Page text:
In Landon Palmer’s @Concert: Liveness in the Time of Coronavirus, carefully curated moments from quarantine-concerts, moments capturing performers’ actions in between songs, make it evident that the experience of a music performance without an in-person audience feels—to both the musicians and the audience—lacking, incomplete, and unfulfilling. The choice of interstitial moments rather than singing moments is effective in conveying this lack. This choice is also productive to the ongoing discourse on ‘liveness’ in performance arts, for conspicuous by their absence in these interstitial moments are the audience who are not physically co-present. Though Palmer explicitly discusses the audience experience of quarantine-concerts only in the accompanying statement, I gleaned all this from the video essay itself. I read the written statement after I watched the video essay, after I have processed and written down my initial thoughts on the knowledge and the knowledge effect the video essay creates on its own. Later when I read the written statement, I found my perceived meanings were not much different from those intended by Palmer. This happened perhaps because I am an audience scholar who has carefully read Philip Auslander’s book on ‘liveness’ before. The viewers who may not have thought much about liveness before could still feel the oddity and the awkwardness of the silence that engulfs this interstitial space; they could also glean some meaning from the words uttered by the musicians themselves, which is a clever substitute for voiceover or a text on screen that are typically used to set some context in a video essay.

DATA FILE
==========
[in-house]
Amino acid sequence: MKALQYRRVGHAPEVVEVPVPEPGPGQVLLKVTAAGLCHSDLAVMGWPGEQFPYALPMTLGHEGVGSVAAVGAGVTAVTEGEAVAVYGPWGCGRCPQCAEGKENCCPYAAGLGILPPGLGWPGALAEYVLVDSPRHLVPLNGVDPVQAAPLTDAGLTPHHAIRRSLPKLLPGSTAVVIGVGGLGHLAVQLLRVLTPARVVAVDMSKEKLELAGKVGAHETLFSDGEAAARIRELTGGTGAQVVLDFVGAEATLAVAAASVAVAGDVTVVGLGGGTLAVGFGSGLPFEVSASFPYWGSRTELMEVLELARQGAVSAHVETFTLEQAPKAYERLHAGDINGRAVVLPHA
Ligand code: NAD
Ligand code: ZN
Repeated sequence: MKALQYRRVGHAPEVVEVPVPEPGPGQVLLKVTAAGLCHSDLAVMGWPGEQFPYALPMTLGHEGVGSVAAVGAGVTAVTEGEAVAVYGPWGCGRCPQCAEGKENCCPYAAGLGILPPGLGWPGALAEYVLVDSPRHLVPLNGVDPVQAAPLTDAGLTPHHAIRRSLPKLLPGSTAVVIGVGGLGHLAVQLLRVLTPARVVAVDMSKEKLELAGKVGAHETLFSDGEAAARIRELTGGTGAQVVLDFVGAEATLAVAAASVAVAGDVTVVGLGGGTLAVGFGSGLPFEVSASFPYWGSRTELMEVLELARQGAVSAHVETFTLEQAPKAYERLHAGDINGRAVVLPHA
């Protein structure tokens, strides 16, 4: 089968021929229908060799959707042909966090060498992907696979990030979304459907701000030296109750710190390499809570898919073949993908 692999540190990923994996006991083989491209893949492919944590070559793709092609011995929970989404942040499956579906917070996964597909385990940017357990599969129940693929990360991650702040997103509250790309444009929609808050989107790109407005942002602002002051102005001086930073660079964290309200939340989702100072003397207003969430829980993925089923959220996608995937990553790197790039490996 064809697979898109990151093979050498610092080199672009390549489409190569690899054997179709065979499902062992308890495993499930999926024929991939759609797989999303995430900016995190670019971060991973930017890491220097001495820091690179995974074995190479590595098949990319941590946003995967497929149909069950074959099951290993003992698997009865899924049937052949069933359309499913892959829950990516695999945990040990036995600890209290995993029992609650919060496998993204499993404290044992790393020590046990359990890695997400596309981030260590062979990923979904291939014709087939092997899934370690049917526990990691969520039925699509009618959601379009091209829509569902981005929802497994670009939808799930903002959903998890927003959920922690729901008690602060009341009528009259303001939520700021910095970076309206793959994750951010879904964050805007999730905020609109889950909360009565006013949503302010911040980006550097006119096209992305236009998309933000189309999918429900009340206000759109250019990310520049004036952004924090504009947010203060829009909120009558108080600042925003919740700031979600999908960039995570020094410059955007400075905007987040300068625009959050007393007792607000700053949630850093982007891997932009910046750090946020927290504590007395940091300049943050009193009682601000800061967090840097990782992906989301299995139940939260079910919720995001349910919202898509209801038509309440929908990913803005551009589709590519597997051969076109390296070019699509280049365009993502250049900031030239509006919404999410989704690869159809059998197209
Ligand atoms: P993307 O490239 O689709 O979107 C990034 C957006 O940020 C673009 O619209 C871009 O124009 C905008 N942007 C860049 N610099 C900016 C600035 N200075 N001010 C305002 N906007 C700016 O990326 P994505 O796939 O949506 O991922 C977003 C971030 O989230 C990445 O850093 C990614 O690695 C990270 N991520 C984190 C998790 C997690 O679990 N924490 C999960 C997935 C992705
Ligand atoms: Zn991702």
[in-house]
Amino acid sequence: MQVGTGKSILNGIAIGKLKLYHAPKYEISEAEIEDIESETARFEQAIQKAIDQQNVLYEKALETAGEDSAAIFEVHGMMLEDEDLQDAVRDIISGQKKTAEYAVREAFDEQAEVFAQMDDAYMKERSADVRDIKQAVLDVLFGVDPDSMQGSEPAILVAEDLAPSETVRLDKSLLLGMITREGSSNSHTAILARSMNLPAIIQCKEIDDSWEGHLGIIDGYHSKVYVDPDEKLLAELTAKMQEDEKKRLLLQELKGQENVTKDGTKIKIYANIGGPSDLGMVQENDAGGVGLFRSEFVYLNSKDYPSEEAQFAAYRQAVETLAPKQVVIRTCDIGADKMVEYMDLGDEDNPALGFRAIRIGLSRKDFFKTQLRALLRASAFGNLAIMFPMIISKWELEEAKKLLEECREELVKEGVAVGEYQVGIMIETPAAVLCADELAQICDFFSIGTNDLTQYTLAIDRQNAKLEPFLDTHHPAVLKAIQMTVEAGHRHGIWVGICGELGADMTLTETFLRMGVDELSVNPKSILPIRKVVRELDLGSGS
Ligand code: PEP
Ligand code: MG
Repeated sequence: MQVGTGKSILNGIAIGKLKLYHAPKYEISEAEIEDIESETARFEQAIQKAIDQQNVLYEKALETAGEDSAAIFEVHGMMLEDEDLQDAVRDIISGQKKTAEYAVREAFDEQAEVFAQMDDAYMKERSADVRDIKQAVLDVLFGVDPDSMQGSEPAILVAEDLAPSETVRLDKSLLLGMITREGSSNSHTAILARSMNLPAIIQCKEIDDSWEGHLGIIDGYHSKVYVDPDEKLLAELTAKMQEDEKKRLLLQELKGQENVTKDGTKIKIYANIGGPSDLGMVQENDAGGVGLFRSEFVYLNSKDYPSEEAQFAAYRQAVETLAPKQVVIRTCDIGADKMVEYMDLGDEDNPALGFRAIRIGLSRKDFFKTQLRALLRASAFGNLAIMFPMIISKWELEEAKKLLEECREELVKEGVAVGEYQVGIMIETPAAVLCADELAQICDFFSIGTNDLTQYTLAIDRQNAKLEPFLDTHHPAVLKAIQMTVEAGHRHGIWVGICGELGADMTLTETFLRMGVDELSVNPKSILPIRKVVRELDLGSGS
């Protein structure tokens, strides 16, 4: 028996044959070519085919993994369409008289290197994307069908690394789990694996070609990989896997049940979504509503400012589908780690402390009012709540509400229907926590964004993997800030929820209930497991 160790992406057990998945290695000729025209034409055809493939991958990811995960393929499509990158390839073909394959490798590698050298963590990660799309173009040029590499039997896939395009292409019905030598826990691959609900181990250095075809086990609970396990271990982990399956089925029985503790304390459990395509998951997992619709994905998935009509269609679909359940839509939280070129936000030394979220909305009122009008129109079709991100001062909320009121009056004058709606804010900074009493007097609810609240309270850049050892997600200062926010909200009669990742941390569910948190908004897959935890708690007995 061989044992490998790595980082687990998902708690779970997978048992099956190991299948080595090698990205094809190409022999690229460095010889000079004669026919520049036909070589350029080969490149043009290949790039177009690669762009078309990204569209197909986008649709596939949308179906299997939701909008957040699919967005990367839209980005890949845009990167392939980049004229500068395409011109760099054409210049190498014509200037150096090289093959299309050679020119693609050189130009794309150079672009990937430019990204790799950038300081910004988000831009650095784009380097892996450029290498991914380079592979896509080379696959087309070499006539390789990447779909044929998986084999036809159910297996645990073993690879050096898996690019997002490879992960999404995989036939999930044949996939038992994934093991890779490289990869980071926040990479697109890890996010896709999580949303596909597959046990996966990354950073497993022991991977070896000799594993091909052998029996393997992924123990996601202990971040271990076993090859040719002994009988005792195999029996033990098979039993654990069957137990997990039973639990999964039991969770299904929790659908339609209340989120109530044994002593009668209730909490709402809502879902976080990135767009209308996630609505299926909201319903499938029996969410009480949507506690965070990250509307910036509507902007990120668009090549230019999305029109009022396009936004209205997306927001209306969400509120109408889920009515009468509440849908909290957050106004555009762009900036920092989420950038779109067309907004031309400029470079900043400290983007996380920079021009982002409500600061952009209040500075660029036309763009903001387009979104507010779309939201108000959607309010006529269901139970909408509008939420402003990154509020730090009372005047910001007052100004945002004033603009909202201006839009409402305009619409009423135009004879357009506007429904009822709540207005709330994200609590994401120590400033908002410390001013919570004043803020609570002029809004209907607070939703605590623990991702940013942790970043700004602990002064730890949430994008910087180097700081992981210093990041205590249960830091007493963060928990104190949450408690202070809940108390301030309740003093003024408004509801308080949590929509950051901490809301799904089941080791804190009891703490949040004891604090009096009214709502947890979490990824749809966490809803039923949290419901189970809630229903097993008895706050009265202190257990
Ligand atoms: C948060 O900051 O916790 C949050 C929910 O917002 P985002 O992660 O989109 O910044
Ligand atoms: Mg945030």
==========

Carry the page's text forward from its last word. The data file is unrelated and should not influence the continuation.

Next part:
A musician performing on Instagram Live says, 'it is as if we are talking to ourselves'. That is perhaps how the musicians feel performing to a camera with no crew behind. On the app, the musicians can see the virtual presence of a large audience in the form of hundreds of messages scrolling up and heart emojis of various hues flying by. But these substitutes are, as Palmer says, 'inadequate'. They may never quite create the instantaneous 'reciprocal energy' the musicians can feed off of in a live concert, the energy of thousands in the audience dancing, cheering, clapping on beat, singing, and screaming. The absence of this spontaneous flesh-and-blood feedback loop in the quarantine-concert forces one musician—who usually prefers to not speak to the audience in between songs in his live concerts—to speak to them, ask them if they have any questions for him, for “it works in this setting”. He is seeking connection and communication with his invisible audience. He is eagerly waiting. For a few seconds the chat is quiet. Then he chuckles at the first question that pops up, a question about the shirt he is wearing. Not the conversation he expected or perhaps even wanted. Another band of musicians attempts to overcome the challenge by forming a circle so that each musician can be both a performer and an audience member to the other, completing the feedback loop, providing that reciprocal energy. The lead musician even offers verbal feedback ('Nice one, guys. That made me feel all warm and fuzzy inside') to the other singers, briefly performing the role of an expressive audience member. It is clear that the musicians miss the collective energy of the audience, and so too the audience members.